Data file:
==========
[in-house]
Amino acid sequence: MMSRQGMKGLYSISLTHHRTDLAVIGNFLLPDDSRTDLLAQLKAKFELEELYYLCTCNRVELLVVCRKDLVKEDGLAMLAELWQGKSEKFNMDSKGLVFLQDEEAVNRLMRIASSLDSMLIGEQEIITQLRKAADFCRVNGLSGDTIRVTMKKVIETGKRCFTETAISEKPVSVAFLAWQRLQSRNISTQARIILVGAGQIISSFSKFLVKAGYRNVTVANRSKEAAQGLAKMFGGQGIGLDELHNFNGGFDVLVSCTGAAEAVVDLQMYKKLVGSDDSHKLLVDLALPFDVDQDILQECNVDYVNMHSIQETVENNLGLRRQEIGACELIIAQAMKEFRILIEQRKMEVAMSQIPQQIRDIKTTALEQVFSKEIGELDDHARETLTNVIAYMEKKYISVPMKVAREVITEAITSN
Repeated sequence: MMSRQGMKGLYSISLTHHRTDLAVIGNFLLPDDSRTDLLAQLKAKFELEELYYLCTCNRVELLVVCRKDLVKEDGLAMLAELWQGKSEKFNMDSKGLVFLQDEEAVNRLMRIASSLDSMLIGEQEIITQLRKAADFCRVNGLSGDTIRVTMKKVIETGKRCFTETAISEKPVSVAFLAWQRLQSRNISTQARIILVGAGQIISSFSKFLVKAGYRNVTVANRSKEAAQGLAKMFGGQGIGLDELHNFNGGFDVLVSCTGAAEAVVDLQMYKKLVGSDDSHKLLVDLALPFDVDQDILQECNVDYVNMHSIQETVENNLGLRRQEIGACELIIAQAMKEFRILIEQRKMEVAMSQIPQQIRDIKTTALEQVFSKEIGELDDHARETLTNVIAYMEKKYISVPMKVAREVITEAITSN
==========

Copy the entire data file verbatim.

[in-house]
Amino acid sequence: MMSRQGMKGLYSISLTHHRTDLAVIGNFLLPDDSRTDLLAQLKAKFELEELYYLCTCNRVELLVVCRKDLVKEDGLAMLAELWQGKSEKFNMDSKGLVFLQDEEAVNRLMRIASSLDSMLIGEQEIITQLRKAADFCRVNGLSGDTIRVTMKKVIETGKRCFTETAISEKPVSVAFLAWQRLQSRNISTQARIILVGAGQIISSFSKFLVKAGYRNVTVANRSKEAAQGLAKMFGGQGIGLDELHNFNGGFDVLVSCTGAAEAVVDLQMYKKLVGSDDSHKLLVDLALPFDVDQDILQECNVDYVNMHSIQETVENNLGLRRQEIGACELIIAQAMKEFRILIEQRKMEVAMSQIPQQIRDIKTTALEQVFSKEIGELDDHARETLTNVIAYMEKKYISVPMKVAREVITEAITSN
Repeated sequence: MMSRQGMKGLYSISLTHHRTDLAVIGNFLLPDDSRTDLLAQLKAKFELEELYYLCTCNRVELLVVCRKDLVKEDGLAMLAELWQGKSEKFNMDSKGLVFLQDEEAVNRLMRIASSLDSMLIGEQEIITQLRKAADFCRVNGLSGDTIRVTMKKVIETGKRCFTETAISEKPVSVAFLAWQRLQSRNISTQARIILVGAGQIISSFSKFLVKAGYRNVTVANRSKEAAQGLAKMFGGQGIGLDELHNFNGGFDVLVSCTGAAEAVVDLQMYKKLVGSDDSHKLLVDLALPFDVDQDILQECNVDYVNMHSIQETVENNLGLRRQEIGACELIIAQAMKEFRILIEQRKMEVAMSQIPQQIRDIKTTALEQVFSKEIGELDDHARETLTNVIAYMEKKYISVPMKVAREVITEAITSN